Research in the online Lancashire Parochial Records  for St. Chad's Church, Poulton revealed my great great grandparents to be Henry Danson (1767-1839) and Elizabeth Brown and my great great great grandparents to be John Danson (1736-1821) and Margaret Fayle of Normoss Farm.  A book "Traditional Houses of the Fylde" by Richard C. Watson, traced in Poulton Library gave a description and plan of this Danson home.  John was son of Peter, a husbandman - and  there the Danson trail came to an end with the provebial brick wall reached.

However there were more discoveries to come.  Lancashire Record Office held wills of both John Danson and his son Henry, which brought to light knowledge of other family members.  Henry Danson's Marriage Bond of 1786  was also found.  There is something poignant at seeing the actual handwriting of my early ancestors.  Through  the National Archives website,  I  also traced Death Duty Records for both John and Henry Danson.   

At the centre of the Danson story is  St. Chad's Church, Poulton-le-Fylde (below)  where Dansons were baptised, married and christened down the generations over two centuries from John Danson in 1736 to myself in 1944.  

So my Danson discoveries encompassed five generations, back to John Danson, with ample sidelines revealed  to pursue the research in other directions.   The dates are just the beginning, with the fun coming in stories connected with the family. The Danson Ancestral Trail has not yet come to a halt!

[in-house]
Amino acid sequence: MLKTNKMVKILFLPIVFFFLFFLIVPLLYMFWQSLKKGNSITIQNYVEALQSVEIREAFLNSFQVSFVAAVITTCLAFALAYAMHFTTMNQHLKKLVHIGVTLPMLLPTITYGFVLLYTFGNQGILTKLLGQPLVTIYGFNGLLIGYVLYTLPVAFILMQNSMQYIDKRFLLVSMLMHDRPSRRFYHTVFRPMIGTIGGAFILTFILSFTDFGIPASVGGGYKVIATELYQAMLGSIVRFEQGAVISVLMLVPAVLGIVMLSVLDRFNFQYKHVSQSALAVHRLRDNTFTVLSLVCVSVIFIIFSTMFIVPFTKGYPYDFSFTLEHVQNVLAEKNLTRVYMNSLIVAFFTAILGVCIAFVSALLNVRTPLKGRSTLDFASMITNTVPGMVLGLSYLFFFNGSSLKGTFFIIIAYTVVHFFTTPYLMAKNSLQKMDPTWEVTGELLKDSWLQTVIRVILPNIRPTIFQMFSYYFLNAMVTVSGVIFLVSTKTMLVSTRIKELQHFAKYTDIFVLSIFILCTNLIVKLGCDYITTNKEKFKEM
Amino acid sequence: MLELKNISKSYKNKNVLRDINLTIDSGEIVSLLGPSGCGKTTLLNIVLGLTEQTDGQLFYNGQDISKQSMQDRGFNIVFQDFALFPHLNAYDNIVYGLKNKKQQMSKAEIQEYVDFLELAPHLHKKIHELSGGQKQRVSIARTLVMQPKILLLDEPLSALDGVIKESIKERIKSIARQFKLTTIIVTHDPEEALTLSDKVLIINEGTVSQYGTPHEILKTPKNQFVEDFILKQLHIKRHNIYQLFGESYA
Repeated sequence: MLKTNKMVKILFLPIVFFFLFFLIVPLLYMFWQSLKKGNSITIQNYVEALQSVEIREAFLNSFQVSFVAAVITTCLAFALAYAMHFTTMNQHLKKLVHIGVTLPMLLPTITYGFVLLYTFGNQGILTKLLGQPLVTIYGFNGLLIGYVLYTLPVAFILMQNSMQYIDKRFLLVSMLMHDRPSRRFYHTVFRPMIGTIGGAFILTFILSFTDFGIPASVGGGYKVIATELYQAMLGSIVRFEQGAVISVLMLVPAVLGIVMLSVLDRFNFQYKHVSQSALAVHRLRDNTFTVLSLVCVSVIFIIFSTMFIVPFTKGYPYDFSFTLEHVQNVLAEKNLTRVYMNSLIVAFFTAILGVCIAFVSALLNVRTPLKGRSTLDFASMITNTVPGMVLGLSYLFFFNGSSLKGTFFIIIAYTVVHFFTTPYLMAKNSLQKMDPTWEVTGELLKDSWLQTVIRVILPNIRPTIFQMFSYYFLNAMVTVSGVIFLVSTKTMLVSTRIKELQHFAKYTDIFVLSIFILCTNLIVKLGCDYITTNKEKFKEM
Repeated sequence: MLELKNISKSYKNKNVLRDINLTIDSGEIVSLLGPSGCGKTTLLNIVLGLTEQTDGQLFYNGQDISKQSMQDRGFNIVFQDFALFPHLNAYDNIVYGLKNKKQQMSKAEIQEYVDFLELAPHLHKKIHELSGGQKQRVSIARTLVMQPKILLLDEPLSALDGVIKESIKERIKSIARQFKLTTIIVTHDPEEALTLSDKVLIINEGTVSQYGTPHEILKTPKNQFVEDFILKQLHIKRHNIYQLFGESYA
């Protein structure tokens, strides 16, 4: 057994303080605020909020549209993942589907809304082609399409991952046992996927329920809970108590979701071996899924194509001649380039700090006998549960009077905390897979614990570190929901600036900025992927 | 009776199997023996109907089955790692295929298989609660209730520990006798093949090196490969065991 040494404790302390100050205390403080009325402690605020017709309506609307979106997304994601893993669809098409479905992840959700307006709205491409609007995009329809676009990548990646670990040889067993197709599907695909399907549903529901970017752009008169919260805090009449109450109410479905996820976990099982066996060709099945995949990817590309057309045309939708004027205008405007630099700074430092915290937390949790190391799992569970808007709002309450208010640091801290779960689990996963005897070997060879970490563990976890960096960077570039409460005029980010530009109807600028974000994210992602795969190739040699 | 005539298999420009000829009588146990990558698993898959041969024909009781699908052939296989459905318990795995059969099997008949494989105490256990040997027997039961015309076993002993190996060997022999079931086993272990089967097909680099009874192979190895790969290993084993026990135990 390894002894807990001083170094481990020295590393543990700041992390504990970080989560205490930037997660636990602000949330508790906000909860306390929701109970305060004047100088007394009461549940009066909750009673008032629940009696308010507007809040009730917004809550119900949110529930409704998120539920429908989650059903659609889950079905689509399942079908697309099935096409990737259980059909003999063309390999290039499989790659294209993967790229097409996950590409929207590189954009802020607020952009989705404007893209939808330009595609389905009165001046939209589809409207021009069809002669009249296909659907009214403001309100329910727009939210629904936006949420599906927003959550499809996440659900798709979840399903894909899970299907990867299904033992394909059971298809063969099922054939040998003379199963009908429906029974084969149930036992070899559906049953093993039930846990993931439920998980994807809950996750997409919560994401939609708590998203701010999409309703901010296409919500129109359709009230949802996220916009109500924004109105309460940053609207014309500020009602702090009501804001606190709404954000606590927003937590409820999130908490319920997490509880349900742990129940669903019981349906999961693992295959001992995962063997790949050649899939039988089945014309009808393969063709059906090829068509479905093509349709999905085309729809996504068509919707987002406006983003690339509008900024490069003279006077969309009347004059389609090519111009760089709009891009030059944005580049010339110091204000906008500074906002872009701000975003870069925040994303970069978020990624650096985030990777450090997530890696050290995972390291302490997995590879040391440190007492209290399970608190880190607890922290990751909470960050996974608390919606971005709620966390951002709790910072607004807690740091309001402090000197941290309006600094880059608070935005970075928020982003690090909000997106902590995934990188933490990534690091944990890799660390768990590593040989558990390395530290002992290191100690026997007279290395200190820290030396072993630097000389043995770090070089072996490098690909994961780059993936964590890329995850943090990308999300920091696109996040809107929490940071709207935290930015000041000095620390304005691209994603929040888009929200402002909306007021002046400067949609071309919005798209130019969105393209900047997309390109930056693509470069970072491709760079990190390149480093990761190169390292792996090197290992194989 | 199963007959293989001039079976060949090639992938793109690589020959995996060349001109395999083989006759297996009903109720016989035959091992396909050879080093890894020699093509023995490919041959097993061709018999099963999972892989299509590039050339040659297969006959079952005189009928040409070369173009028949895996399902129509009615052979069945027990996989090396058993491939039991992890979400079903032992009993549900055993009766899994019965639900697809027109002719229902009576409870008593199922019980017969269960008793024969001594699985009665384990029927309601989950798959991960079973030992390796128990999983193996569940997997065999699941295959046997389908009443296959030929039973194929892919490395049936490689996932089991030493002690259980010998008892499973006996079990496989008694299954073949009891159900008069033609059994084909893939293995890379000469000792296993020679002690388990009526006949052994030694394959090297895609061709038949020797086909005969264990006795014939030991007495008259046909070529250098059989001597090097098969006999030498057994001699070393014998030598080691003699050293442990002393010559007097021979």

St. Chad's Church, Poulton-le-Fylde in Spring - photograph taken by my uncle Harry Danson.

Copyright © 2011 · Susan Donaldson.  All Rights Reserved

Wednesday, 2 February 2011

An Adopted Scottish Borders Bairn - Those Places Thursday

I  have no ancestral connection with the Scottish Borders, but have lived here nearly 40 years and my  daughter and family were born here. My working life also involved promoting the region, so all in all I regard myself as "an adopted Border Bairn" and thought I would tell you something about where I live.

Pipers at Floors Castle, Kelso

The Scottish Borders is the forgotten corner of Scotland, between Edinburgh to the north and the English border and Carlisle to the south - it is the bit visitors whizz through intent on getting to the capital and to the "real " Scotland of the Highland mountains and lochs.  They don't know what they are missing! 

 It is a land of rolling hills and sparkling rivers, forests and moorland, small bustling towns, pele towers, castles and gracious historic houses, and countryside pursuits of walking, golfing, cycling, fishing  and riding.   Pride and passion exist in abundance - in the history and heritage,  the annual Common Riding Festivals, the local rugby teams and its fame as the home of Scottish textiles.

Hermitage Castle, near Newcastleton

This was the Debatable Land fought over by English and Scots in the 15th and 16th centuries  - the land of  the Border Reivers, with raids and counter raids by  prominent families of Scott, Armstrong, Turnbull, Elliot, Kerr, Pringle and many other distinctive names associated with the area. 

Smailholm Tower, Near Kelso

I live in Hawick, the largest  town (pop. 15,000), famed for its knitwear and home of the  Heritage Hub,  the  Scottish Borders Archive, Local and Family History Service.  This is the place to contact if you have any ancestral connections with the region and the staff will be dlelghted to help you. To find out more, have a look at the website www.heartofhawick.co.uk/heritagehub.

Looking down on the mill town of Hawick, with the Town Hall tower prominent

Dusk over the Eildons

Photographs from our family collection. 
© 2011, Copyright Susan Donaldson